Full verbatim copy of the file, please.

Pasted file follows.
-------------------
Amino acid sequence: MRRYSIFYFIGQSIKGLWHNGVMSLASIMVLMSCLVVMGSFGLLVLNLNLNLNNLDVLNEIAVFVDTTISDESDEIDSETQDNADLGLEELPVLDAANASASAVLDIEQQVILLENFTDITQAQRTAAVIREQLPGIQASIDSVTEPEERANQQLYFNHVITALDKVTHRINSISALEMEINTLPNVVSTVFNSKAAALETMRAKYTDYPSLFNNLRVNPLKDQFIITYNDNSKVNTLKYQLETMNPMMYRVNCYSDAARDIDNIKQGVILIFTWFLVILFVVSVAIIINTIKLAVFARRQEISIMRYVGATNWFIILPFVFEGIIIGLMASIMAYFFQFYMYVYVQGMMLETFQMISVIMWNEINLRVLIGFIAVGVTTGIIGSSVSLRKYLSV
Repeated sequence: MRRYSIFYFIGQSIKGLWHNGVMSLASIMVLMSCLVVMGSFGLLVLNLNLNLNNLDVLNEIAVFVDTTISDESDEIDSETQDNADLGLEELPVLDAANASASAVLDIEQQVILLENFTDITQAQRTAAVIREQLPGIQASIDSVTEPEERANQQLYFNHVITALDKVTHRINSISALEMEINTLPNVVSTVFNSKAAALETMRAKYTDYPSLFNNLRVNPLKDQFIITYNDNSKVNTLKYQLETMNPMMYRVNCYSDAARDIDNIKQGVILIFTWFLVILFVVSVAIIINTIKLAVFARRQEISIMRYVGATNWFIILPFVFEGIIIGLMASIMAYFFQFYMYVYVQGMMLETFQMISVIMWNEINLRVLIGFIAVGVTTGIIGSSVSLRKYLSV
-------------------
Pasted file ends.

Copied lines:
Amino acid sequence: MRRYSIFYFIGQSIKGLWHNGVMSLASIMVLMSCLVVMGSFGLLVLNLNLNLNNLDVLNEIAVFVDTTISDESDEIDSETQDNADLGLEELPVLDAANASASAVLDIEQQVILLENFTDITQAQRTAAVIREQLPGIQASIDSVTEPEERANQQLYFNHVITALDKVTHRINSISALEMEINTLPNVVSTVFNSKAAALETMRAKYTDYPSLFNNLRVNPLKDQFIITYNDNSKVNTLKYQLETMNPMMYRVNCYSDAARDIDNIKQGVILIFTWFLVILFVVSVAIIINTIKLAVFARRQEISIMRYVGATNWFIILPFVFEGIIIGLMASIMAYFFQFYMYVYVQGMMLETFQMISVIMWNEINLRVLIGFIAVGVTTGIIGSSVSLRKYLSV
Repeated sequence: MRRYSIFYFIGQSIKGLWHNGVMSLASIMVLMSCLVVMGSFGLLVLNLNLNLNNLDVLNEIAVFVDTTISDESDEIDSETQDNADLGLEELPVLDAANASASAVLDIEQQVILLENFTDITQAQRTAAVIREQLPGIQASIDSVTEPEERANQQLYFNHVITALDKVTHRINSISALEMEINTLPNVVSTVFNSKAAALETMRAKYTDYPSLFNNLRVNPLKDQFIITYNDNSKVNTLKYQLETMNPMMYRVNCYSDAARDIDNIKQGVILIFTWFLVILFVVSVAIIINTIKLAVFARRQEISIMRYVGATNWFIILPFVFEGIIIGLMASIMAYFFQFYMYVYVQGMMLETFQMISVIMWNEINLRVLIGFIAVGVTTGIIGSSVSLRKYLSV